Globalnet works with businesses throughout London, Essex, Kent and Herts to ensure their data and networks are secure from all antivirus, malware and ransomware threats. Call us on 0203 005 9650 today to find out how we can provide the right protection for you.

Globalnet aims to be an integral part of your success, providing the best business advice, superior IT support and technology to help you reach your goals. 

Find out more about Globalnet’s cyber security plans




Southend … The ‘Smart City’

Southend-on-Sea Borough Council is reported to have signed an agreement with tech company Cisco to deploy its ‘Kinetic for Cities’ platform in order to share the benefits of new digital technologies with its businesses and citizens, thereby making it a ‘Smart City’.

What Is ‘Kinetic For Cities’?

According to the Cisco blog, the Cisco Kinetic for Cities platform is a unified IoT platform strategy and a cloud-based platform that helps customers extract, compute and move data from connected things to IoT applications to deliver better outcomes and services. In essence, using sensors, digital management platforms, and analytics programs for all aspects of a city (including solutions for lighting, parking, crowd, environment and others), businesses and citizens can benefit from the effects of urban innovation, sector-specific solutions, city engagement that the technology provides.

Technology Hub

Through the use of the new platform, it is hoped that Southend can become a technology hub, and this can help it to grow and evolve, in line with the rest of the UK and with competition globally. It is also hoped that use of the digital platform could bring smarter, connected experiences for people who live in, work in, or visit the town.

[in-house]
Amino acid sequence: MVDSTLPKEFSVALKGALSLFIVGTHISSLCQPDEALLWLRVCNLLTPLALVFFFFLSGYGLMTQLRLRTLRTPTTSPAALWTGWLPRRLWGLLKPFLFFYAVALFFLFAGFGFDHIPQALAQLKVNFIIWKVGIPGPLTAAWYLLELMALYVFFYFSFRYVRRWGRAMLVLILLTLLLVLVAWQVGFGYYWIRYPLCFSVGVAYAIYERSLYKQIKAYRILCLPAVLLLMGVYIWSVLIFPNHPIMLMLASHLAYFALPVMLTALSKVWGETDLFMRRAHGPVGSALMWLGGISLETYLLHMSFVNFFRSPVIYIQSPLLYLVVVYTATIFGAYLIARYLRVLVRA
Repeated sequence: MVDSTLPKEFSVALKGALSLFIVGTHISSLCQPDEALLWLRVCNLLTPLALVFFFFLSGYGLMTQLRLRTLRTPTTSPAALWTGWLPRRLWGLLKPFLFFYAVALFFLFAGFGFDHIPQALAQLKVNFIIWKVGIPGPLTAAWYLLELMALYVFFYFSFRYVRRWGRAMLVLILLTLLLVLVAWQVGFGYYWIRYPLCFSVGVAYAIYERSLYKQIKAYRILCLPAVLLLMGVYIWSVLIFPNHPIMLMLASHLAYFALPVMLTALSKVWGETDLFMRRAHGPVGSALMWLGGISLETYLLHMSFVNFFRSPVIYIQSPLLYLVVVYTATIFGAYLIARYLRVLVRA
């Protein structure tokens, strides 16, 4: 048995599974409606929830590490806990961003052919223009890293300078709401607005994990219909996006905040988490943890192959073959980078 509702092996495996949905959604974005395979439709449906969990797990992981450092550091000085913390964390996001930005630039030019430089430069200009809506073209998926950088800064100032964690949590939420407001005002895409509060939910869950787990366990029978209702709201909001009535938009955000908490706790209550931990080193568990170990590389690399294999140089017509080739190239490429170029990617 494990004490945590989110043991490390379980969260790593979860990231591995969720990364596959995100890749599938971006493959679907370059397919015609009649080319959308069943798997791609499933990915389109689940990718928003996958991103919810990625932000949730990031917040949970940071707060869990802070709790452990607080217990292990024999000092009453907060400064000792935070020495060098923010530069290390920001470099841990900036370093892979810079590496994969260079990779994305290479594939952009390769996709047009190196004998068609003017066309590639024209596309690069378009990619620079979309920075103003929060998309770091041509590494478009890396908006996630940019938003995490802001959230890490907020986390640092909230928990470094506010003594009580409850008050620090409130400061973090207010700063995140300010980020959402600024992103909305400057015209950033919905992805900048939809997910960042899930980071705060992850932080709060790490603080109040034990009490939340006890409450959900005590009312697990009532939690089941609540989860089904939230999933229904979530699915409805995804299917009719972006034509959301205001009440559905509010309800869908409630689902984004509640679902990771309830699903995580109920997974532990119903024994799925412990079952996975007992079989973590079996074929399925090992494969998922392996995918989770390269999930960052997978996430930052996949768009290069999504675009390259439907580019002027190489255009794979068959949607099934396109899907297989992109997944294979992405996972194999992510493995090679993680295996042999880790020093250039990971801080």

Already Working In Other Cities

Cisco’s Kinetic for Cities platform is already being deployed in other cities such as Manchester (UK) where it is being used to project explore smart transport and CO2 emissions, in Jaipur (India) where it is helping to improve public safety.

How Will It Be Used In Southend?

At the current time, Southend Council looks likely to use the Kinetic for Cities platform for initiatives such as pilots relating to community safety e.g. building an intelligence hub with IP-based public safety systems for use with CCTV and advanced video analytics.

Also, there are plans to use the platform to help with traffic and parking management, easing of congestion, using the IoT to help monitor improve air quality, and to help manage energy better and bring down consumption, thereby reducing costs and helping the environment.

What Does This Mean For Your Business?

It has taken a long time for many of the potential benefits of the IoT to be realised, or for the IoT to be deployed in a more meaningful and beneficial way than in smart household gadgets. Using technology for the benefit of a whole town / city in this way represents a new kind of rapid regeneration which has the potential to benefit many more citizens and businesses than individual physical projects. Improving a whole town, and how efficiently it functions and how effectively it serves those who work and visit it in terms of experiences and opportunities can only be of benefit to locally based businesses, and can create an environment where businesses are better equipped to compete nationally and globally.

News Bots to Flood UK with 30,000 Articles a Month

google-botsGoogle’s has awarded €706,000 ($800,000) to the UK’s Press Association (PA) so they can develop robot reporters or news-bots that can generate 30,000 articles a month

Digital News Initiative

The funding is part of Google’s €150m Digital News Initiative, a three-year program in support of European journalism using technology. The initiative is in its third and final year, and lis looking to provide funding for 7 projects in 27 countries.